Politically, Clinton needs to motivate African American, Asian American and Latino voters but she didn’t need a veep choice to do it. The Obamas are all in for Clinton–a big help among African Americans. No one doubts that Trump will stimulate members of three groups to vote.

The swing vote is largely about whites this year. Like Biden, Kaine helps here. Every time another reporter calls Kaine the “dad jeans” of politics, I’m sure somewhere Clinton is smiling. It’s a direct pitch to the swingy suburbanite vote. Kaine also has extremely strong ties to the African-American and Latino communities in his state.

Staying Out of the Way

One of the cardinal rules of politics is to stay out of way when your opponent is in the process of destroying himself. Leaving aside the astonishingly bad idea of going on FOX with Chris Wallace, a seasoned reporter on a hostile network, Clinton has not dominated or tried to dominate the news cycle over the past few days, allowing Trump to implode with some nice assists from the Khan family, a crying baby and himself.

Organized and Decisive

The Democratic Convention was a well-organized affair that provided a nice reintroduction to Clinton and the Democrats. When the Wasserman Schultz scandal broke, the campaign dealt with it decisively so it didn’t dominate the media for days like Melania Trump’s speech. Smart.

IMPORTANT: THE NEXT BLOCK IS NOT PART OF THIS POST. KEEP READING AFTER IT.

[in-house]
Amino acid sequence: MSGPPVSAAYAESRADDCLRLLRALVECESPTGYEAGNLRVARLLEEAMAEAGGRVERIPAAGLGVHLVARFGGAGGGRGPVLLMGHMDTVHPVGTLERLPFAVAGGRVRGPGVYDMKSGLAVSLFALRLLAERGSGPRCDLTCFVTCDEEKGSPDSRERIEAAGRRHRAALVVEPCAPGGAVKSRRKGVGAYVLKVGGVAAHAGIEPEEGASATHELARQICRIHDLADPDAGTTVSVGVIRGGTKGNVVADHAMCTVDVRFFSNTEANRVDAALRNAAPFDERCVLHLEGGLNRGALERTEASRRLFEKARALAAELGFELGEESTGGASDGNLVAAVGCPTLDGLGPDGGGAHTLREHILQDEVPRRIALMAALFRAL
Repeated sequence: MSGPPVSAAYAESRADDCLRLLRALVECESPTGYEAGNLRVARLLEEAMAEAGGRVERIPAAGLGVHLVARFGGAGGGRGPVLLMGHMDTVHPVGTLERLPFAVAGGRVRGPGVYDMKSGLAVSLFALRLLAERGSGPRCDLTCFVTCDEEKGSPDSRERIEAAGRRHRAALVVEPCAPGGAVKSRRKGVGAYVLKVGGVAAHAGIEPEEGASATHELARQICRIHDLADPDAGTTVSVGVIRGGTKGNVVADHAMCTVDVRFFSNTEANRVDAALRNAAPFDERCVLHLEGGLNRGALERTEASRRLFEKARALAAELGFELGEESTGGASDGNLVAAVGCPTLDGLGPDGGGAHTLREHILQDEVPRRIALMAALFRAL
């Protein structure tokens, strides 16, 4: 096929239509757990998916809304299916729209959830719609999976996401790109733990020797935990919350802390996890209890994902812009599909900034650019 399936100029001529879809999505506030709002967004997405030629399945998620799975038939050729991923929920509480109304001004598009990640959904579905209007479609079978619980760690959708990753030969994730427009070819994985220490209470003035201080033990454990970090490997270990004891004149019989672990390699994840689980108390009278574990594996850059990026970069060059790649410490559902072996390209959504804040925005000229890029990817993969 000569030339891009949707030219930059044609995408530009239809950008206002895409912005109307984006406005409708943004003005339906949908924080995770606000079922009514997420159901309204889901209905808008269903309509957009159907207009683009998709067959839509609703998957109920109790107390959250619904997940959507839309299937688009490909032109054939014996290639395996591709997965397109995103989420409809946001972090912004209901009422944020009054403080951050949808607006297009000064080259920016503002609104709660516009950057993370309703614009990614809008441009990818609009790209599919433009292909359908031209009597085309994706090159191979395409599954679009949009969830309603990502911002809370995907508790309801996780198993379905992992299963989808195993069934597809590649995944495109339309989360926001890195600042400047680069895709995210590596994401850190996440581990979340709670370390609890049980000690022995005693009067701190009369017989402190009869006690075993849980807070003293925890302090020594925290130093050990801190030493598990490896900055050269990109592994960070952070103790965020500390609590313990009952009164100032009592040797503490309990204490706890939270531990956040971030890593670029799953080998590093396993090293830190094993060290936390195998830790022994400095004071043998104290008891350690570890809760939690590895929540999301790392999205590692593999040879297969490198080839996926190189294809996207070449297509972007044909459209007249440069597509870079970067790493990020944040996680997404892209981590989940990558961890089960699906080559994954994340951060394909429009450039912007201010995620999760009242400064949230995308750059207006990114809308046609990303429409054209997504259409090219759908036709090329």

Clinton is also not taking voter turnout for granted. Along with a variety of organizations, the campaign is working hard to do the less flashy job of turning out the core Democratic vote, especially among African Americans and Latinos.

Making a Weakness a Strength

Hillary Clinton is not a great speaker. Maybe it results from gender bias but I can’t help but notice that Michelle Obama gave a speech for the ages at the same convention. Even if it is unfair, it just is and complaining looks whiny (see Trump at any given moment).

I loved how Clinton turned it around and made the case that having a grind as president might not be the worst thing in the world when it’s time to make decisions even if eloquence is not her strength. She drew a useful contrast with her domineering opponent.

Women win executive posts at low rates precisely because they are unfairly stereotyped as people who are fair and handle process well but are not leaders. Yet Clinton managed to communicate that she cares more without looking less commanding in spite of her flat style.

Put another way, Clinton presented herself as calm and caring but Trump as an overly emotional bully. No mean feat for the author of “It Takes a Village” to turn the tables on the “author” of “The Art of the Deal.”


Yup, Republicans can keep believing that they would win if only they had nominated someone else. That bit of denial would be a fine start toward giving Hillary Clinton a second term.


The State of Play Before Primary Night I

The Presidential